Economic Equity: COVID-19’s Impact on Employment

December 01, 2021

This 7-minute podcast was released Dec. 1, 2021, as a part of the Timely Topics: Economic Equity miniseries.

Serdar Birinci, economist at the St. Louis Fed

“The initial effects of the pandemic on employment were actually uneven across occupations,” says Serdar Birinci, economist at the Federal Reserve Bank of St. Louis, in an interview with Shera Dalin, media relations coordinator. “For example, management, business and finance occupations experienced less dramatic decreases, while employment … in services observed the largest effects.”

 

Transcript

Shera Dalin: Welcome to Economic Equity, a miniseries from the St. Louis Fed's Timely Topic podcast series. I'm Shera Dalin, your host for this episode, and today I'm speaking with Serdar Birinci, an economist with the Federal Reserve Bank of St. Louis. Thanks for joining me today, Serdar.

Serdar Birinci: Thanks for having me, Shera.

Dalin: So since the beginning of the COVID‑19 pandemic, you've been dissecting how the labor market has been affected. And based on your collective research, can you give us an overview of how the pandemic affected people based on their type of job?

Birinci: Sure. Let me actually start with the early effects of the pandemic. So aggregate employment as a percentage of its January 2020 level actually sharply decreased to 86% in April 2020 relative to January 2020. And, importantly, the initial effects of the pandemic on employment were actually uneven across occupations. For example, management, business, and finance occupations experienced less dramatic decreases, while employment in especially, say, in services observed the largest effects.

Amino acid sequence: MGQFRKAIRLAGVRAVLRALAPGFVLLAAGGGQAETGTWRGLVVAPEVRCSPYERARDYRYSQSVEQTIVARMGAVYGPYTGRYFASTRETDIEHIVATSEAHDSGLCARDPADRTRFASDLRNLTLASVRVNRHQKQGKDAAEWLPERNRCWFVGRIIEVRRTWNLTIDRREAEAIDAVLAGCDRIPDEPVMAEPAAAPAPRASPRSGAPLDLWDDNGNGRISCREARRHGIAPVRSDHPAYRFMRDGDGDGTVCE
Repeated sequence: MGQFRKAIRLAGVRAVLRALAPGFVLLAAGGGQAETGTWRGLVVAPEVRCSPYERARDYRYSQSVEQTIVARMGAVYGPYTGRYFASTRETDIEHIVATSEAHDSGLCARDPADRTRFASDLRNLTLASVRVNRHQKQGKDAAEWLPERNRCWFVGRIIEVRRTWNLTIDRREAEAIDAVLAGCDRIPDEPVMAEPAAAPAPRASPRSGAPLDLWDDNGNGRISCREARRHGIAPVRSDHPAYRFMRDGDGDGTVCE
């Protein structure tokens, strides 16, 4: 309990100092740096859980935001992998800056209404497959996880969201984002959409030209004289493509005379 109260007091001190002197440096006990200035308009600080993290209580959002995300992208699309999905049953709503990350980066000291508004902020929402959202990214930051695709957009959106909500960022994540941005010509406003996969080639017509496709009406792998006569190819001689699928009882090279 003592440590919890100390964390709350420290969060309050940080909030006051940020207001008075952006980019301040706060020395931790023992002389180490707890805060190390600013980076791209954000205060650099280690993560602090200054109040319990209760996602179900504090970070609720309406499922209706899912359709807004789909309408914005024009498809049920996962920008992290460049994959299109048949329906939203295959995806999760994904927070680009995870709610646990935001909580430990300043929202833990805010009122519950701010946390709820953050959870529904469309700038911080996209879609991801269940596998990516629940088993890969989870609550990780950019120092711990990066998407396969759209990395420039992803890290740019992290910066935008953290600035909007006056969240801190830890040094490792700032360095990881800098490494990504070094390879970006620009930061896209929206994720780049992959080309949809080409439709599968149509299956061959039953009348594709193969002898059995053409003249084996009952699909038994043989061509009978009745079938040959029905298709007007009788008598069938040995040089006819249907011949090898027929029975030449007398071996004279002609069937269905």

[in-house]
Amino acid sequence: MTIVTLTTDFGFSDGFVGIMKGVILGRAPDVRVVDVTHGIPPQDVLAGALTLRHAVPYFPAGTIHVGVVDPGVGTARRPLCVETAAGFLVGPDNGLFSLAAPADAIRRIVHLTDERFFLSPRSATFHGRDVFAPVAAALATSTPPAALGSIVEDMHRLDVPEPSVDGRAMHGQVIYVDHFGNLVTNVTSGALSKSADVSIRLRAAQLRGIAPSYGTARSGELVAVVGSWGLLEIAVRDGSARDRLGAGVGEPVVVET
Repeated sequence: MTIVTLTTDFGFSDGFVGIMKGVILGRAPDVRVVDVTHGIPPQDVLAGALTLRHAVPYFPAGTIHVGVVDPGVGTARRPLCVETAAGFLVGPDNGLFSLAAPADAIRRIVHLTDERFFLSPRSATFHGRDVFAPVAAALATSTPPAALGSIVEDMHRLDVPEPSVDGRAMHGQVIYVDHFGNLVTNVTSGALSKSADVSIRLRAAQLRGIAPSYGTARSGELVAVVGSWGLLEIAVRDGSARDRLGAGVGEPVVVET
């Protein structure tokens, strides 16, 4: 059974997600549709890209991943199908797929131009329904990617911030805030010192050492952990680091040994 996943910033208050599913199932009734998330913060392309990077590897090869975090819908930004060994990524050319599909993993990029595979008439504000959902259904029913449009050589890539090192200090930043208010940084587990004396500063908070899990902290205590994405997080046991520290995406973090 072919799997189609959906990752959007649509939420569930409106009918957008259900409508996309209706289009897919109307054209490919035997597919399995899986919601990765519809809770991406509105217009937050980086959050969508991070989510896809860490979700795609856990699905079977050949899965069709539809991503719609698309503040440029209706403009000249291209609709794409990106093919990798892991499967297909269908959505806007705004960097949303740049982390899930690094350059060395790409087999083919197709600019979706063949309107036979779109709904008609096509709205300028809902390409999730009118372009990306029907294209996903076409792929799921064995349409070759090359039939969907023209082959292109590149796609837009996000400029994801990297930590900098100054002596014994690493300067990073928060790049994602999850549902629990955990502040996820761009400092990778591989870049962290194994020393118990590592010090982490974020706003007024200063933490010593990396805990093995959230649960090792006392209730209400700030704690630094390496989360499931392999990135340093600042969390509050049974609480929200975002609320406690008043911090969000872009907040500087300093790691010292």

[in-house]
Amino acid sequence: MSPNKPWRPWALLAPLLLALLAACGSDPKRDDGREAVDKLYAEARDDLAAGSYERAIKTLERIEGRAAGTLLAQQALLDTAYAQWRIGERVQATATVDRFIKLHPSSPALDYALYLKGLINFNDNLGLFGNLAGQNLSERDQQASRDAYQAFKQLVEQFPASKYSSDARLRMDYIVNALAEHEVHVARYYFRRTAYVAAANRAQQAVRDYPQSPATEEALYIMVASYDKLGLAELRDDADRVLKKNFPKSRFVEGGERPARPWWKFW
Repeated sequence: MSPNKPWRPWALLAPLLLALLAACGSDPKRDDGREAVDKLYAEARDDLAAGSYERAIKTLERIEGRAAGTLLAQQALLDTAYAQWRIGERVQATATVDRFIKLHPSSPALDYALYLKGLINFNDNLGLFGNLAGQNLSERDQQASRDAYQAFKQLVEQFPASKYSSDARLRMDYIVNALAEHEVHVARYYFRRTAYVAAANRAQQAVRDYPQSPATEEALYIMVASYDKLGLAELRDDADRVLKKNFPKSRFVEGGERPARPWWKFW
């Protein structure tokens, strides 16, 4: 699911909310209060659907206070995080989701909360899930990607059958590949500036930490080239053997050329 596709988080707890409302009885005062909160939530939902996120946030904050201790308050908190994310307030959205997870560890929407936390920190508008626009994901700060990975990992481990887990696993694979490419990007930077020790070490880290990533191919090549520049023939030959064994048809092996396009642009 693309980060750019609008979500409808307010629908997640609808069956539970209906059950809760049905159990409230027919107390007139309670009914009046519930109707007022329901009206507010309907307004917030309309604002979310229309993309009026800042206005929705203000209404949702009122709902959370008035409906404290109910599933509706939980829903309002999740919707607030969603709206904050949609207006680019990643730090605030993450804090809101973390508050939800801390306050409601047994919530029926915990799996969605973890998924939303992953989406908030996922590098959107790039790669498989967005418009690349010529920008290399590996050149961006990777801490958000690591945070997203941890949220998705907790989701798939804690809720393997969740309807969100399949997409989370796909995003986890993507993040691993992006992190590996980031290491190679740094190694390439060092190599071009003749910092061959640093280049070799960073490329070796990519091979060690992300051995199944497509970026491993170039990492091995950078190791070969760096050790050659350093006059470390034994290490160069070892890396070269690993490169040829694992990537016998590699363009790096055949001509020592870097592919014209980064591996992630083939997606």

The pandemic crisis also had negative effects among those who did not lose their jobs, so meaning even employed individuals were negatively affected. For example, the average weekly hours of work among the employed decreased at the onset of the pandemic. Again, most of the largest effects were seen in the service sector. And after this big initial shock, both the employment and hours recovered dramatically after April 2020. Currently, we are already close to the pre‑pandemic level, say, in terms of the unemployment rate. And, also, there seems to be some more room for additional employment gains going forward.

Dalin: So what's happened to employment since the initial job losses for lower‑wage workers?